After I got sober, I realized that my parents had let me down. Over time, I have come to realize that this was because they were struggling with the same issues that I have done. They were unable to navigate the complexity of divorce, co-parenting, running a house, finding new relationships, and raising teenagers.
My brother and I were impacted as a result. We have done well in life, but I think we would agree that we’ve both taken the long way around.
This last piece of understanding is bittersweet. My inability to talk about my feelings (alexithymia) meant I was unable to discuss any of this with them until two decades after the fact. I took so long to acknowledge, process, and admit to my anger that my dad actually died before I got to have the healing conversation I dreamed of.
5. Despite all this I am much happier today than I was five years ago
Some people don’t see the benefits of diagnosis. They fear that the individual will be tarnished with the stigma of the label. But when you have struggled with certain problems for your whole life, the label can seem gentler than the abuse you have received or have given yourself.
My experience has been that it is a great relief to be given the label.
There are reasons you rely on alcohol the way that you, and getting sober is the only way you will uncover them. If I was still drinking, I would have no idea that I was neurodiverse, and wouldn’t have made progress finding the support and tools that I need to thrive.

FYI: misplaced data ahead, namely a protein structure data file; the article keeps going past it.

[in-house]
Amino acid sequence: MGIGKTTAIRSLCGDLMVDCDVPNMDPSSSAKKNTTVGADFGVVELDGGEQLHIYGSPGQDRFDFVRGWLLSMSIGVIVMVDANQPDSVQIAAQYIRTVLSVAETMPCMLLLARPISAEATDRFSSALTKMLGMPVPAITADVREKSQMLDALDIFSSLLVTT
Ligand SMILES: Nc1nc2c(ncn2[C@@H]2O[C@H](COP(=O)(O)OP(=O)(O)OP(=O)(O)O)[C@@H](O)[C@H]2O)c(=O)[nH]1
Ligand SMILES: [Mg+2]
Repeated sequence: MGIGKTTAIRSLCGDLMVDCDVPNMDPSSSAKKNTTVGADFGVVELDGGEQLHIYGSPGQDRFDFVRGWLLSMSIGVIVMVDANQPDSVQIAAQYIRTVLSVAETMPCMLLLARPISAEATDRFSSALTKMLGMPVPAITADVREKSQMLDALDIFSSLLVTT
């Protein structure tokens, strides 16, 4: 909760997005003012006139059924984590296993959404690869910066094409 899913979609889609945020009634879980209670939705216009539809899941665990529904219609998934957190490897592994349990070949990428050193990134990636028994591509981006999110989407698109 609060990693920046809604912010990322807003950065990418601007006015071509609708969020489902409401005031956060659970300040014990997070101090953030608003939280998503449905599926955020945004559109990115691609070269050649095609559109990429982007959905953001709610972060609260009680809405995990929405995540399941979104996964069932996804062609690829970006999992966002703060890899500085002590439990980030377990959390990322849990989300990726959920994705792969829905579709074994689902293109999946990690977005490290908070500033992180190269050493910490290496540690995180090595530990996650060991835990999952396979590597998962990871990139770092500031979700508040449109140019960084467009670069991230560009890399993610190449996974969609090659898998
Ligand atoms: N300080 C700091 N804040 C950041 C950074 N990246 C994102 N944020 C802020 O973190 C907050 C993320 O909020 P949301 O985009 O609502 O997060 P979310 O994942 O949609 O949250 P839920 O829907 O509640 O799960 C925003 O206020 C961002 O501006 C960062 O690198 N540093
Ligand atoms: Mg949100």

I wouldn’t have been able to improve my relationships with and understanding of my family.
And I would have had to quit my job because I wouldn’t have known the importance of managing my energy.
It might sound like a lot, but it was important for me to discover it, and I have no regrets. I’m excited about a future in which I can be even more creative and content and use my energy on the things that matter most to me.
Follow my journey if you want to learn more about how to do this on substack.
If you need help to cope, you’re not alone. But alcohol hinders as much as it helps.
If you’re ready to try something different, read beautiful hangover and discover what I did to get freedom from alcohol. Do whatever it takes to stay sober for 30 days: go to your doctor, try Smart or AA or Hip Sobriety or Soberistas.
There is a whole community of people waiting to help you. Reach out. Something better is waiting.
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Chelsey Flood is the author of Infinite Sky and Nightwanderers, and a lecturer in creative writing at Falmouth University. She writes about freedom, addiction, nature and love, and is working on a non-fiction book about getting sober, and a new YA novel.